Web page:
Three Questions to Ask About Your Bank’s DNA

Today, numerous financial technology (fintech) companies are developing new strategies, practices and products that will dramatically influence the future of banking. Within this period of transformation, where considerable market share is up for grabs, ambitious banks can leapfrog both traditional and new rivals. Personally, I find the narrative that relates to banks and fintech companies has changed from the confrontational talk that existed just a year or two ago. As we found at this year’s FinTech Day in New York City on Tuesday, far more fintech players are expressing their enthusiasm to partner and collaborate with banking institutions who count their strengths and advantages as strong adherence to regulations, brand visibility, size, scale, trust and security.

With more than 125 attendees at Nasdaq’s MarketSite on Times Square, we explored the fundamental role financial technology firms will play in changing the dynamics of banking. While we heard about interesting upstarts, here are three questions that underpinned the event that I feel a bank’s CEO needs to sit down with his/her team and discuss right now:

1. Are We Exceeding Our Customer’s Digital Experience Expectations?
Chances are, you’re not. But you can re-set the bar to make clear to your team that while customer expectations have shifted in pronounced ways, this is an area that a bank of any size can compete, especially with the help and support of a fintech company. If you are looking for inspiration, take a look at these examples of successful partnerships that we highlighted at FinTech Day:

  • City National Bank in Los Angeles and MineralTree in Cambridge, Massachusetts, developed an online business-to-business, invoice-to-pay solution that enabled the bank to differentiate itself from its competitors and attract new corporate customers. (In June 2015, City National was acquired by Royal Bank of Canada.)
  • USAA in San Antonio, Texas, and Daon in Reston, Virginia, collaborated to roll out a facial, voice and fingerprint recognition platform for mobile biometric authentication that enhances security while enhancing customer satisfaction.
  • Metro Bank teamed up with Zopa, both in the United Kingdom, on a deal which allows Metro Bank to lend money through the peer-to-peer platform the fintech company developed.

Any good experience starts with great data. Many presenters remarked that fintech companies’ appetite to leverage analytics (which in turn, allows a business to tailor its customer experience) will continue to expand. However, humans, not machines, still play critical roles in relationship management. Having someone on your team that is well versed in using data analytics to uncover what consumer needs are will become a prized part of any team.

2. How Do We Know If We’re Staying Relevant?
How can new players show us whether the end is near? That is, what part of our business could be considered a profit center today but is seriously threatened in the future? As you contemplate where growth isn’t, here are three companies that came up in discussions at FinTech Day that could potentially help grow one’s business:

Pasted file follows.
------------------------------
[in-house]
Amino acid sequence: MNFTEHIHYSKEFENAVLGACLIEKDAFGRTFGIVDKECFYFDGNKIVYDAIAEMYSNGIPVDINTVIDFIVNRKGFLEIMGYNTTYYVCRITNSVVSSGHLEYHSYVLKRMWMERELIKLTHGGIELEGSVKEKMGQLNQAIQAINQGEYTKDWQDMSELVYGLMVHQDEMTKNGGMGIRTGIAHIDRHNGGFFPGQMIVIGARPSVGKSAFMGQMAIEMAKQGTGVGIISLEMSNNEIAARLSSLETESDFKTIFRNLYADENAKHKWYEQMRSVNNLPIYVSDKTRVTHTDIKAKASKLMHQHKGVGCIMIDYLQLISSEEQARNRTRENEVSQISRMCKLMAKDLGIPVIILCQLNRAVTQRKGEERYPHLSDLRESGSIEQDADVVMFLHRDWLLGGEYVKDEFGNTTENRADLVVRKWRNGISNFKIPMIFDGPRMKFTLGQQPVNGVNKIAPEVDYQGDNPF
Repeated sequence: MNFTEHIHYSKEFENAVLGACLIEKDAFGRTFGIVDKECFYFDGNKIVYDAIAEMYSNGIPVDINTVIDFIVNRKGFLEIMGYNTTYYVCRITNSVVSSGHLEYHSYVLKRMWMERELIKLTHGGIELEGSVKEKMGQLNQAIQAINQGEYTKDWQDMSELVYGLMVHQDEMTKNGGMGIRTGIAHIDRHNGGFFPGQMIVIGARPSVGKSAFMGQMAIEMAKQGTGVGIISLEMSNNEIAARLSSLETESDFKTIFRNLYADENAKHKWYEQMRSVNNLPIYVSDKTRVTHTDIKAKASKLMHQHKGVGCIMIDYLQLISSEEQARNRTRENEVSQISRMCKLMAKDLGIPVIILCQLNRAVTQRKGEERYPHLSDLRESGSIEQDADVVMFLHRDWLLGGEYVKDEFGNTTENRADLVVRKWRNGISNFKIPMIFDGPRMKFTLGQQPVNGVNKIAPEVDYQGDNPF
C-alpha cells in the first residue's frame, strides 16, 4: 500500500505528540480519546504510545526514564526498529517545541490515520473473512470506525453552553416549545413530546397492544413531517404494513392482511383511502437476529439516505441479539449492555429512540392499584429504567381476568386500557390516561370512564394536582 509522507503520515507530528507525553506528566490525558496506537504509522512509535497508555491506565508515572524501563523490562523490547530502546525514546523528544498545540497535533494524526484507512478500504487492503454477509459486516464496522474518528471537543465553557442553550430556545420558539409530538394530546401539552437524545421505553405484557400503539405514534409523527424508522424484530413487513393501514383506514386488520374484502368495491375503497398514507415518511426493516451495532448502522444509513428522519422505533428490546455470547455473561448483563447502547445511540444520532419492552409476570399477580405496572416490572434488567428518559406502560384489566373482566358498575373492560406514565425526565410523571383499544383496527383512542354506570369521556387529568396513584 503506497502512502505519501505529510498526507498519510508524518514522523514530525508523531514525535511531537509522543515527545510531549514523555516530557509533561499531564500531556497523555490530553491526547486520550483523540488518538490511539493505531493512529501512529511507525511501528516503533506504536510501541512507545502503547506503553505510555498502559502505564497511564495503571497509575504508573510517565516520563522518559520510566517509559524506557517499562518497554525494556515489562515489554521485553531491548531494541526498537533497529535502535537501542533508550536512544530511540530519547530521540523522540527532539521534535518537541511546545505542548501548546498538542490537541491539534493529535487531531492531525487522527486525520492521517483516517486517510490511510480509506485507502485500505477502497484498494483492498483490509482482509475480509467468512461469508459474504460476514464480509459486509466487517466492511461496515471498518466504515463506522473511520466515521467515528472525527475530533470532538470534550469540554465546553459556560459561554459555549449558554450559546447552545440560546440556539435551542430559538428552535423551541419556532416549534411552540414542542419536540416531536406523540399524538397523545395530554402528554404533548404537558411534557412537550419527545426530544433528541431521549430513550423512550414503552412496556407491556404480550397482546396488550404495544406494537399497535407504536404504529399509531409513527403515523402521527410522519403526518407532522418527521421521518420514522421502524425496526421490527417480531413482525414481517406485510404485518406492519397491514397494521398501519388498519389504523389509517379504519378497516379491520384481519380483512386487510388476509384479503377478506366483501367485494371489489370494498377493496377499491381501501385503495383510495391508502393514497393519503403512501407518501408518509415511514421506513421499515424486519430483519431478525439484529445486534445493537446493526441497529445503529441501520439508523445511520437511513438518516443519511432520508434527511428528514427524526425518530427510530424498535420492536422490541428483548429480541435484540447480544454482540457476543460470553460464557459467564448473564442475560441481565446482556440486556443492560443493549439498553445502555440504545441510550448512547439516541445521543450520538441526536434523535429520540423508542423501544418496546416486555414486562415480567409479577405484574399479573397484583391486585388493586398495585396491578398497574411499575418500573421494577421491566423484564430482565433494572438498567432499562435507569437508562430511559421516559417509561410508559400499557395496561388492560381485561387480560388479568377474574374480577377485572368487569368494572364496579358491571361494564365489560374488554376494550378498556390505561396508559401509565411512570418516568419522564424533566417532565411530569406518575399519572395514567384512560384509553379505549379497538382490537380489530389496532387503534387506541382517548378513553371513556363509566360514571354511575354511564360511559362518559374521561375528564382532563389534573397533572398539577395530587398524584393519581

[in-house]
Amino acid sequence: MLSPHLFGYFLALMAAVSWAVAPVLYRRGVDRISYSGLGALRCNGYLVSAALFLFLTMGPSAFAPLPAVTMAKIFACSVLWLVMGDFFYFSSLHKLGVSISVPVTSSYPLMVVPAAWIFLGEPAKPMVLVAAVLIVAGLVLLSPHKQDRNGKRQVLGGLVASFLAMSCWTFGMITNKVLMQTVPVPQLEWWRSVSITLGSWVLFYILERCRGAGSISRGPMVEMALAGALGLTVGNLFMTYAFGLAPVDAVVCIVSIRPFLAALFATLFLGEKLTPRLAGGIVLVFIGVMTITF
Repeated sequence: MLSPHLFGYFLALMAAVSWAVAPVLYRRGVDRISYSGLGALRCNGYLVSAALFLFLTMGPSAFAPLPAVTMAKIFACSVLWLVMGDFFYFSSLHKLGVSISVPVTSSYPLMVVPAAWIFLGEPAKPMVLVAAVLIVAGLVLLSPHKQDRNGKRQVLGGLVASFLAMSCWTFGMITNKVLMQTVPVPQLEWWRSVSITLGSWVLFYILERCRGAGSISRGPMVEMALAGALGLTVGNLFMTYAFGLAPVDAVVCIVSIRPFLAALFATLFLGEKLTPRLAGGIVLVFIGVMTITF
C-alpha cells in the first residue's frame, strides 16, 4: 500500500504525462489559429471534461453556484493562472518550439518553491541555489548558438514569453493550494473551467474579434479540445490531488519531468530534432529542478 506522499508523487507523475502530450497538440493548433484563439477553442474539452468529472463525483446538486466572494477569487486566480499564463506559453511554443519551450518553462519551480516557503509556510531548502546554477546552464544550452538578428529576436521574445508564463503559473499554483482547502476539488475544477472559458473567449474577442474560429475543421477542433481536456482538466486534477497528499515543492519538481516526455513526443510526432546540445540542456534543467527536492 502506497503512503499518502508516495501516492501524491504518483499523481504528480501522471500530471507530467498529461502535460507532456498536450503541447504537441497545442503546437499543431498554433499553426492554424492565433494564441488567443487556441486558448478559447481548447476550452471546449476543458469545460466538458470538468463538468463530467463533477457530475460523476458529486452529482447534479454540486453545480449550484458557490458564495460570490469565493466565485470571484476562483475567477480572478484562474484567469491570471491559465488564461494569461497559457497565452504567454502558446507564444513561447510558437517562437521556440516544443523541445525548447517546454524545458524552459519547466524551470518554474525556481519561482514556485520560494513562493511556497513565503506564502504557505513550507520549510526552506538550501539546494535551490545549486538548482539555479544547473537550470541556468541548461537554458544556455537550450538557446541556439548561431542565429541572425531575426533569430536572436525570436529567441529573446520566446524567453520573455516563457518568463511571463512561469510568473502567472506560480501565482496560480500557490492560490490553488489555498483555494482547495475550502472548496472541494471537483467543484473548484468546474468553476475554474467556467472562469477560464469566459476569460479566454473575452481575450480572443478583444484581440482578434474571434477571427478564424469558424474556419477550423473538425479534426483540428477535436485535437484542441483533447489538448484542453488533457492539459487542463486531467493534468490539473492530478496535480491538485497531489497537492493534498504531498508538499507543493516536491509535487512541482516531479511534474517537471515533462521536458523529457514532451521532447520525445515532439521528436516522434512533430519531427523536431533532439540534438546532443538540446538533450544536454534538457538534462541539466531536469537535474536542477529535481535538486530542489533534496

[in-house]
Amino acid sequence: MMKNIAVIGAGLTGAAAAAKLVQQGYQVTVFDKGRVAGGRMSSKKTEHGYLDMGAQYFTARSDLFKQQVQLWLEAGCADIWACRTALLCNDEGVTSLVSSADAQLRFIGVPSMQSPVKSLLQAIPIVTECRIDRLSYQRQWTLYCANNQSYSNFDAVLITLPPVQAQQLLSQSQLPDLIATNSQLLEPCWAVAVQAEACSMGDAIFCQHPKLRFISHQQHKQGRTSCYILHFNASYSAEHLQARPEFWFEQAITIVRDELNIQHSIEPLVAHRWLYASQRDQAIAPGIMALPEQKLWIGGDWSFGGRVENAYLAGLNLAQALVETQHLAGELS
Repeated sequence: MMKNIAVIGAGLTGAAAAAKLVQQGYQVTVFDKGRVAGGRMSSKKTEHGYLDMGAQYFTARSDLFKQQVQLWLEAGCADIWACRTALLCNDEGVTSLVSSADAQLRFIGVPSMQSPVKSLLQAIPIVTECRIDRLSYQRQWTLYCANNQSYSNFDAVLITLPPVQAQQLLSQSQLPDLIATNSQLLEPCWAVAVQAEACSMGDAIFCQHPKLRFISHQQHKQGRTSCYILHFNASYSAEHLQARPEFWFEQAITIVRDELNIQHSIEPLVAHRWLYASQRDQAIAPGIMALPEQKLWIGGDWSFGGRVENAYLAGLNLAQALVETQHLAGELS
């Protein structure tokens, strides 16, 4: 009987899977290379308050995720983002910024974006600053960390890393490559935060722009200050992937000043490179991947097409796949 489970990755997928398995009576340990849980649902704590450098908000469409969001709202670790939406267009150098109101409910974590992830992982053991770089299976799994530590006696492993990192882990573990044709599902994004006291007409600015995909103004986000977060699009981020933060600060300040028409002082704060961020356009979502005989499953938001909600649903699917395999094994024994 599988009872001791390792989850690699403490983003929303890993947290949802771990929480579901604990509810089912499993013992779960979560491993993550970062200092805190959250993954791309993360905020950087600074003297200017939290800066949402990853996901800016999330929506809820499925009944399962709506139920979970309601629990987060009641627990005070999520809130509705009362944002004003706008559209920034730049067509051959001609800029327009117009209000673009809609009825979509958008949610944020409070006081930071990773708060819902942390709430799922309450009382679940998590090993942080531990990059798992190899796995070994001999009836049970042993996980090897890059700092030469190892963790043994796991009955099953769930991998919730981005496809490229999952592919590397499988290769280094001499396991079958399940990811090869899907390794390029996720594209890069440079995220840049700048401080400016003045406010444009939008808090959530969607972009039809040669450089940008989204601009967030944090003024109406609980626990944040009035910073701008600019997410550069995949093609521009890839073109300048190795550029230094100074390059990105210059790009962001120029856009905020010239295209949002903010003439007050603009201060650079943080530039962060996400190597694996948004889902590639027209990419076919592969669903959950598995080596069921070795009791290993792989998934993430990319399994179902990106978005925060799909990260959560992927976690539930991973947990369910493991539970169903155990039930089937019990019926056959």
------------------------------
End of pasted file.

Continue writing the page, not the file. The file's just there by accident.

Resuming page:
• Nymbus, a Miami, Florida-based company which provides a cloud-based core processing system, web site design, marketing and other services to help community banks compete with bigger players.
  • Ripple, a venture-backed startup, whose distributed financial technology allows for banks around the world to directly transact with each other without the need for a central counterparty or correspondent.
  • nCino, based in Wilmington, North Carolina, which developed a cloud-based, end-to-end small business loan origination system that enables banks to compete with alternative lenders with quick processing and approval of loans.

3. Do We Have a “Department of No” Mindset?
Kudos to Michael Tang, a partner at Deloitte Consulting LLP, for surfacing this idea. As he shared at FinTech Day, banks need structure, and when one introduces change or innovation, it creates departments of “no.”

For instance, what would have happened if Amazon’s print book business was able to jettison the idea of selling electronic books? If you refuse to change with your customers, they will find someone else who does. Operationally, banks struggle to make change, but several speakers opined that forward-thinking banks need to hire to a new level to think differently and change.

Throughout FinTech Day, it struck me as important to distinguish between improvements to the status quo and where financial institutions actually try to reimagine their core business. Starting at the customer layer, there appears massive opportunities for collaboration and partnerships between established and emerging companies. The banks that joined us are investing more heavily in innovation; meanwhile, fintechs need to navigate complex regulations, which isn’t easy for anyone. The end result is an equation for fruitful conversations and mutually beneficial relationships.


Al Dominick

Board Member

Al Dominick serves on the board of DirectorCorps, Inc. The former CEO of Bank Director | FinXTech, he is a partner at Cornerstone Advisors.

Prior to Cornerstone and Bank Director | FinXTech, he ran the business development efforts for Computech, a Bethesda, Maryland-based information technology firm (now part of NCI — NASDAQ: NCIT). Before that, he worked for Board Member, Inc. in a variety of revenue-generating roles.

A 1999 graduate of Washington & Lee University, where he majored in Politics and was a four-year letterman on the varsity baseball team, he earned an MBA from the University of Maryland’s Robert H. Smith School of Business in 2007.